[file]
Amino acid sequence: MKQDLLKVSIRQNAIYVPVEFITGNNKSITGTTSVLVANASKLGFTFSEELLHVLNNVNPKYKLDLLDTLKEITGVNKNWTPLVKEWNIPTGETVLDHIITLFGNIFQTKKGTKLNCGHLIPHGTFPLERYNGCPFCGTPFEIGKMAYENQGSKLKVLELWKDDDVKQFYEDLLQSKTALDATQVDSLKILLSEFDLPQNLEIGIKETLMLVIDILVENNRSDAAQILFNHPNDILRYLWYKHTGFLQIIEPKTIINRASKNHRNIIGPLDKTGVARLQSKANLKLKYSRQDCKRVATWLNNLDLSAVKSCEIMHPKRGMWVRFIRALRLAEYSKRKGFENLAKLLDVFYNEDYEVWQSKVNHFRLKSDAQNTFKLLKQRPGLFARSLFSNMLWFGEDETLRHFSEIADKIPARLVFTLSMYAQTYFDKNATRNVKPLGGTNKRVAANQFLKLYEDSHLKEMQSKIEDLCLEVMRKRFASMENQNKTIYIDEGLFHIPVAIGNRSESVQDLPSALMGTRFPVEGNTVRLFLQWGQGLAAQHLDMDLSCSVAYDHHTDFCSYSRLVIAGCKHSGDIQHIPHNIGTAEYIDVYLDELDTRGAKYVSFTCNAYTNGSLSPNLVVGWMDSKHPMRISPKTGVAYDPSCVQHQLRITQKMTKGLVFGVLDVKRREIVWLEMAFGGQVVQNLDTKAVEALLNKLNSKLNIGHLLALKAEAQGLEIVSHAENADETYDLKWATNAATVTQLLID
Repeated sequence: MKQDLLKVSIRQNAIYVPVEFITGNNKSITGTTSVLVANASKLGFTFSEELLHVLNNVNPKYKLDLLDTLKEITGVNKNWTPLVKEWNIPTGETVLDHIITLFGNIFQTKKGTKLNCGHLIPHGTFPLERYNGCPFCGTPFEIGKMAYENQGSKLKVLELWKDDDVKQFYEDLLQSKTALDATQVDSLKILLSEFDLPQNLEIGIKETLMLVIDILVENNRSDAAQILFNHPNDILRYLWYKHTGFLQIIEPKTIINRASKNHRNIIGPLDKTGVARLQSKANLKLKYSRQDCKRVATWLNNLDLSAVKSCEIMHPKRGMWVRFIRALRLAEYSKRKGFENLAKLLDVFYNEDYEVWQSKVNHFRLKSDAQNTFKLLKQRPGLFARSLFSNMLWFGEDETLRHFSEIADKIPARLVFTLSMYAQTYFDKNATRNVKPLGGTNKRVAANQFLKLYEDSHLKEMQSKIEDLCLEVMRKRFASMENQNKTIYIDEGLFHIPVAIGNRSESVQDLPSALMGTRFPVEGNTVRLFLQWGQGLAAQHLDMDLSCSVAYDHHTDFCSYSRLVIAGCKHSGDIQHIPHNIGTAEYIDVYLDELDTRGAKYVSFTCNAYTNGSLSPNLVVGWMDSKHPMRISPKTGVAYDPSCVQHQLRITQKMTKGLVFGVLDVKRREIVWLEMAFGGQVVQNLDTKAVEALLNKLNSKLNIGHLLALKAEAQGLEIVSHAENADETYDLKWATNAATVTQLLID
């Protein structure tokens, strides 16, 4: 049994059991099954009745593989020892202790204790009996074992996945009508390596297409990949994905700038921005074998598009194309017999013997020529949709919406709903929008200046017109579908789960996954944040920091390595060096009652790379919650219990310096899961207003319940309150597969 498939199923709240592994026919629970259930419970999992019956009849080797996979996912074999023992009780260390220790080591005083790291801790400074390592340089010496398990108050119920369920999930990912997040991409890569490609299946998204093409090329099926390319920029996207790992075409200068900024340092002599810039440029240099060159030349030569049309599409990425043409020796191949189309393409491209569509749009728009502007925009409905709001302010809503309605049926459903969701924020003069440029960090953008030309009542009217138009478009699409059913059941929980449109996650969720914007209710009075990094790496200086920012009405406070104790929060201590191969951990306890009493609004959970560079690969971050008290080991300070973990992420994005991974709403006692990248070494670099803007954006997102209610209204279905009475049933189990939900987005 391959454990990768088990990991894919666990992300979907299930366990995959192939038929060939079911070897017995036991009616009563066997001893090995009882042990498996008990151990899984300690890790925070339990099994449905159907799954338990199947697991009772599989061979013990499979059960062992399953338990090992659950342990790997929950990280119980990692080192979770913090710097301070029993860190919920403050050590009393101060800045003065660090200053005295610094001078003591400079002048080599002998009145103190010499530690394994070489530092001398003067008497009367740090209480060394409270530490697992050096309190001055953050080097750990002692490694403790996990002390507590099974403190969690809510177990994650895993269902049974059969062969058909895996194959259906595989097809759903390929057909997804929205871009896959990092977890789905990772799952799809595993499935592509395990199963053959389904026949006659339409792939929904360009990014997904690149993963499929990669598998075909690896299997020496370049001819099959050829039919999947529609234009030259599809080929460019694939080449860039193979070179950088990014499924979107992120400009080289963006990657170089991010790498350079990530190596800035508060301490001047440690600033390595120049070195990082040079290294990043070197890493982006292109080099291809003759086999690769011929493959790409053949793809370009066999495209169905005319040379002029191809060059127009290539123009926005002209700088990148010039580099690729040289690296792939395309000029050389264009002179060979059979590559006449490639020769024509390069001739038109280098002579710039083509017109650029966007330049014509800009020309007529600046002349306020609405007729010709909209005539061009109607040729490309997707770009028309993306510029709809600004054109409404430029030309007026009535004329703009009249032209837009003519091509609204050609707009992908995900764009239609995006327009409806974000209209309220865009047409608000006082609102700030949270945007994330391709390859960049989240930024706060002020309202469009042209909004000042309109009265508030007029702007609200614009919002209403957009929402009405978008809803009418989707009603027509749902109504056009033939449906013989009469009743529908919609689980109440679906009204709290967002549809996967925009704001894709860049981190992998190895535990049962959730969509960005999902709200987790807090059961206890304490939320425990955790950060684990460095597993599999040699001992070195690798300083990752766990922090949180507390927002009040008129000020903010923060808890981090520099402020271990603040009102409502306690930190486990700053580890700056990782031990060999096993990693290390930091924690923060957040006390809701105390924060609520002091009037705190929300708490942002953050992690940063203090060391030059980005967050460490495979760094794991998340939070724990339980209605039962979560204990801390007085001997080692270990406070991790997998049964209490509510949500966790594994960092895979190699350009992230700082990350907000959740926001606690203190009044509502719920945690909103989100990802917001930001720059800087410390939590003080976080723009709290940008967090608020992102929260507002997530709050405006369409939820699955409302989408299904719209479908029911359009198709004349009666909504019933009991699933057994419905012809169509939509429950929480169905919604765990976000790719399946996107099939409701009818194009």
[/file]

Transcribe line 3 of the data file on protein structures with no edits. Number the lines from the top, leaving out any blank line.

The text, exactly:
């Protein structure tokens, strides 16, 4: 049994059991099954009745593989020892202790204790009996074992996945009508390596297409990949994905700038921005074998598009194309017999013997020529949709919406709903929008200046017109579908789960996954944040920091390595060096009652790379919650219990310096899961207003319940309150597969 498939199923709240592994026919629970259930419970999992019956009849080797996979996912074999023992009780260390220790080591005083790291801790400074390592340089010496398990108050119920369920999930990912997040991409890569490609299946998204093409090329099926390319920029996207790992075409200068900024340092002599810039440029240099060159030349030569049309599409990425043409020796191949189309393409491209569509749009728009502007925009409905709001302010809503309605049926459903969701924020003069440029960090953008030309009542009217138009478009699409059913059941929980449109996650969720914007209710009075990094790496200086920012009405406070104790929060201590191969951990306890009493609004959970560079690969971050008290080991300070973990992420994005991974709403006692990248070494670099803007954006997102209610209204279905009475049933189990939900987005 391959454990990768088990990991894919666990992300979907299930366990995959192939038929060939079911070897017995036991009616009563066997001893090995009882042990498996008990151990899984300690890790925070339990099994449905159907799954338990199947697991009772599989061979013990499979059960062992399953338990090992659950342990790997929950990280119980990692080192979770913090710097301070029993860190919920403050050590009393101060800045003065660090200053005295610094001078003591400079002048080599002998009145103190010499530690394994070489530092001398003067008497009367740090209480060394409270530490697992050096309190001055953050080097750990002692490694403790996990002390507590099974403190969690809510177990994650895993269902049974059969062969058909895996194959259906595989097809759903390929057909997804929205871009896959990092977890789905990772799952799809595993499935592509395990199963053959389904026949006659339409792939929904360009990014997904690149993963499929990669598998075909690896299997020496370049001819099959050829039919999947529609234009030259599809080929460019694939080449860039193979070179950088990014499924979107992120400009080289963006990657170089991010790498350079990530190596800035508060301490001047440690600033390595120049070195990082040079290294990043070197890493982006292109080099291809003759086999690769011929493959790409053949793809370009066999495209169905005319040379002029191809060059127009290539123009926005002209700088990148010039580099690729040289690296792939395309000029050389264009002179060979059979590559006449490639020769024509390069001739038109280098002579710039083509017109650029966007330049014509800009020309007529600046002349306020609405007729010709909209005539061009109607040729490309997707770009028309993306510029709809600004054109409404430029030309007026009535004329703009009249032209837009003519091509609204050609707009992908995900764009239609995006327009409806974000209209309220865009047409608000006082609102700030949270945007994330391709390859960049989240930024706060002020309202469009042209909004000042309109009265508030007029702007609200614009919002209403957009929402009405978008809803009418989707009603027509749902109504056009033939449906013989009469009743529908919609689980109440679906009204709290967002549809996967925009704001894709860049981190992998190895535990049962959730969509960005999902709200987790807090059961206890304490939320425990955790950060684990460095597993599999040699001992070195690798300083990752766990922090949180507390927002009040008129000020903010923060808890981090520099402020271990603040009102409502306690930190486990700053580890700056990782031990060999096993990693290390930091924690923060957040006390809701105390924060609520002091009037705190929300708490942002953050992690940063203090060391030059980005967050460490495979760094794991998340939070724990339980209605039962979560204990801390007085001997080692270990406070991790997998049964209490509510949500966790594994960092895979190699350009992230700082990350907000959740926001606690203190009044509502719920945690909103989100990802917001930001720059800087410390939590003080976080723009709290940008967090608020992102929260507002997530709050405006369409939820699955409302989408299904719209479908029911359009198709004349009666909504019933009991699933057994419905012809169509939509429950929480169905919604765990976000790719399946996107099939409701009818194009």